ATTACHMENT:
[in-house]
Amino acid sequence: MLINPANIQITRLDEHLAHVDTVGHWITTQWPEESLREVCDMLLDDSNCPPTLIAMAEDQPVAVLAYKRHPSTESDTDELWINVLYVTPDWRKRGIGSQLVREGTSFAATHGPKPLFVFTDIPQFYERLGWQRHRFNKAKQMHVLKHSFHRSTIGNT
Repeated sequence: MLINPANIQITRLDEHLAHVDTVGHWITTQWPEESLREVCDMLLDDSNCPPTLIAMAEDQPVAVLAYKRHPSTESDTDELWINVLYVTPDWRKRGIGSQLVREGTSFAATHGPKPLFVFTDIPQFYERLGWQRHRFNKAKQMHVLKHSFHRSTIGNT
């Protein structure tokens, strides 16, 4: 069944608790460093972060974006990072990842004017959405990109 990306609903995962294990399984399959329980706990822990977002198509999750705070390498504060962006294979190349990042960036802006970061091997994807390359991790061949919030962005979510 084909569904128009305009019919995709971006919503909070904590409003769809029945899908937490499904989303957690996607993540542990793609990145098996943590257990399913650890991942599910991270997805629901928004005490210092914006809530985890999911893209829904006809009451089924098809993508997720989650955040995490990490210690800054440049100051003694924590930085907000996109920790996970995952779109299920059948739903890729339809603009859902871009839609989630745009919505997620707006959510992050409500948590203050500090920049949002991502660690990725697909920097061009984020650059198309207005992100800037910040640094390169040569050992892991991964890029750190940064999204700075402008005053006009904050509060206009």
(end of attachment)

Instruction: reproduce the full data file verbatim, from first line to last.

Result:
[in-house]
Amino acid sequence: MLINPANIQITRLDEHLAHVDTVGHWITTQWPEESLREVCDMLLDDSNCPPTLIAMAEDQPVAVLAYKRHPSTESDTDELWINVLYVTPDWRKRGIGSQLVREGTSFAATHGPKPLFVFTDIPQFYERLGWQRHRFNKAKQMHVLKHSFHRSTIGNT
Repeated sequence: MLINPANIQITRLDEHLAHVDTVGHWITTQWPEESLREVCDMLLDDSNCPPTLIAMAEDQPVAVLAYKRHPSTESDTDELWINVLYVTPDWRKRGIGSQLVREGTSFAATHGPKPLFVFTDIPQFYERLGWQRHRFNKAKQMHVLKHSFHRSTIGNT
């Protein structure tokens, strides 16, 4: 069944608790460093972060974006990072990842004017959405990109 990306609903995962294990399984399959329980706990822990977002198509999750705070390498504060962006294979190349990042960036802006970061091997994807390359991790061949919030962005979510 084909569904128009305009019919995709971006919503909070904590409003769809029945899908937490499904989303957690996607993540542990793609990145098996943590257990399913650890991942599910991270997805629901928004005490210092914006809530985890999911893209829904006809009451089924098809993508997720989650955040995490990490210690800054440049100051003694924590930085907000996109920790996970995952779109299920059948739903890729339809603009859902871009839609989630745009919505997620707006959510992050409500948590203050500090920049949002991502660690990725697909920097061009984020650059198309207005992100800037910040640094390169040569050992892991991964890029750190940064999204700075402008005053006009904050509060206009």